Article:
Sunday: Practice for the rest of the week?

During his 21 years as a church planter and pastor, Larry Peabody’s uneasiness increased as he witnessed the gap between what most of us know as “church” and how the New Testament depicts and describes its actual beginning. Peabody’s concern came into even sharper focus as he started to realize that another gap exists between the practices of most churches on Sundays and the need to equip believers for their daily work of loving others. 51boqwe6uzl-_sx331_bo1204203200_

All of this prompted Peabody to begin research for his new book, Curing Sunday Spectatoritis, in which he investigates the implications of what was, at the time, Jesus’ new command of loving one another as He loves us. 

Stating that “those few words became the seeds from which grew the dozens of one-another/each-other instructions throughout the New Testament,” Peabody points out that at least seven of those commands are actions that can be incorporated into our main weekly meetings, thus preparing believers for their loving work in the world.

Sunday: Preparation for Monday?
Peabody asserts that, today, the typical meetings of the “gathered-church” provide no space for believers to tell and hear what God is doing in and through them in the “scattered church,” leaving them ill-prepared outside the church walls.

Garrett-Evangelical Theological Seminary professor Mark Teasdale calls this seldom provided Sunday space “practicing evangelism” and greatly encourages it so that, “later, outside the church, we have the vocabulary” for talking about God. “We’ve practiced it.”

Can church services become open places rich with congregational participation?

A Necessary Paradigm Shift
Peabody argues that typically both the church meeting space and the order of service press the body of Christ into audience mode. Church becomes theater. An overemphasis on platform performance creates passivity in the pew.

By contrast, he says, those in the New Testament church did not just consume. They contributed. When they met, Christians were able to encourage each other and to spur fellow believers on to love and good works. Peabody shakes his head at the idea that in today’s engaged, participatory culture, the church would be passive and spectator oriented.

Curing Spectatoritis resonates strongly with what Q Place has seen over its 56-year history—that when participants in groups share what they are observing about God and the Bible, they make life-changing discoveries. If this is true of people who start out as skeptics and seekers, then active participation should be all the more powerful among believers who meet together each week.  Peabody assembles great information about how God is restoring interactive participation to the body of Christ so that we will each be better equipped to love others and share the Good News of the Gospel.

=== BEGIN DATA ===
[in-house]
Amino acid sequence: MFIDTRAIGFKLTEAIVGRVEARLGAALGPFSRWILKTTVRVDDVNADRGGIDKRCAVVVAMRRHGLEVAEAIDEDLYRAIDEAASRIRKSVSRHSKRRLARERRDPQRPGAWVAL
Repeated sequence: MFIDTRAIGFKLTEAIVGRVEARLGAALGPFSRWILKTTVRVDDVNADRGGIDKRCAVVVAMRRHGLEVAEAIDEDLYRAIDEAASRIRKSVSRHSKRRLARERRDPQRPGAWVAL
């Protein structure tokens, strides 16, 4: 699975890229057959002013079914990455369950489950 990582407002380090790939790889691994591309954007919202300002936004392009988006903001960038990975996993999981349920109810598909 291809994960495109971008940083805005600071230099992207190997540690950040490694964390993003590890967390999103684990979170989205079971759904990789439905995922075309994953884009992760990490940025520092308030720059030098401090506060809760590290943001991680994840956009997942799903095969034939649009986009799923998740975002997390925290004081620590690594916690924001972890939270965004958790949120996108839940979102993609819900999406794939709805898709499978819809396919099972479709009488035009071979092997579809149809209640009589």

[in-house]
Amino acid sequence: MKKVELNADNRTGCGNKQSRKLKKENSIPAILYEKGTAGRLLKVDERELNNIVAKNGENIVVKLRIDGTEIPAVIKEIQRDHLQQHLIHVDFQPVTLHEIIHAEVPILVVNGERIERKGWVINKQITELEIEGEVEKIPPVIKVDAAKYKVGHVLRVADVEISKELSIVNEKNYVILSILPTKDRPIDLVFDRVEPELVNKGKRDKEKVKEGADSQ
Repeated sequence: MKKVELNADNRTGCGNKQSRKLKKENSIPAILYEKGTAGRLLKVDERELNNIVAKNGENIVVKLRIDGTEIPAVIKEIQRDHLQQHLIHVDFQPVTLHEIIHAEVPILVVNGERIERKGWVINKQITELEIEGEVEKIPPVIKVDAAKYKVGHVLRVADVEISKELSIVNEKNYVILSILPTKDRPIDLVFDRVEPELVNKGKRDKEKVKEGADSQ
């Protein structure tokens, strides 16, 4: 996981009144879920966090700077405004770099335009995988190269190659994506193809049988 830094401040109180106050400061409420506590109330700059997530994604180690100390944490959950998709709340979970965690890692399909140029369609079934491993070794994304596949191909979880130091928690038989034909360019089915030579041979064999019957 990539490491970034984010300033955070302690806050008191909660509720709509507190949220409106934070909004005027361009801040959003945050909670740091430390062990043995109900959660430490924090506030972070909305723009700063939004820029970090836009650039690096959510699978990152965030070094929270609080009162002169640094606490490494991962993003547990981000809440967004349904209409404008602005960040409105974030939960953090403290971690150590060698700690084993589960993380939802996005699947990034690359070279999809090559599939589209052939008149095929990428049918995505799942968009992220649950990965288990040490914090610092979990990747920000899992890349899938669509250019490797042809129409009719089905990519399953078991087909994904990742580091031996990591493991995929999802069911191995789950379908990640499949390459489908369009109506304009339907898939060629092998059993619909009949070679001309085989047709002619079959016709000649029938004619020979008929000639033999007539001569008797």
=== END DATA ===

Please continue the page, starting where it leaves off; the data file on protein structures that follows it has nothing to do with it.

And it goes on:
Evidence of God at Work
As Alan and Eleanor Kreiders say in Worship and Mission after Christendom, “If we receive no reports from the front in our congregations, we are in trouble. . . . God seems powerless and inactive. And Christians who do see evidence of the missional activities of God in our time may only whisper about it…”

Of course, the phrase “from the front” can be taken a few different ways: the battle front, and the literal “front” of our worship spaces. Either way, Peabody believes that most encouraging and spurring on involves speaking to and hearing each other regarding the ways God is speaking into and using his people. Yes, the church needs “reports from the front!”

Hebrews 10:24-25 explains the importance of Sundays:

“And let us consider how we may spur one another on toward love and good deeds. Let us not give up meeting together, as some are in the habit of doing, but let us encourage one another — and all the more as you see the Day approaching.”

There is incredible value for evangelism in hearing what God is doing today in our neighborhoods, workplaces, families, and other arenas of our scattered-church lives.

A Passing Fad?
Peabody says, no; participatory church gathering expressions are not a passing whim. “If it seems new, that is only because it is so old … it was the modus operandi in the New Testament church.”

This article has 1 comments

  1. Wayne Baker

    Invested in this idea of a more participatory service.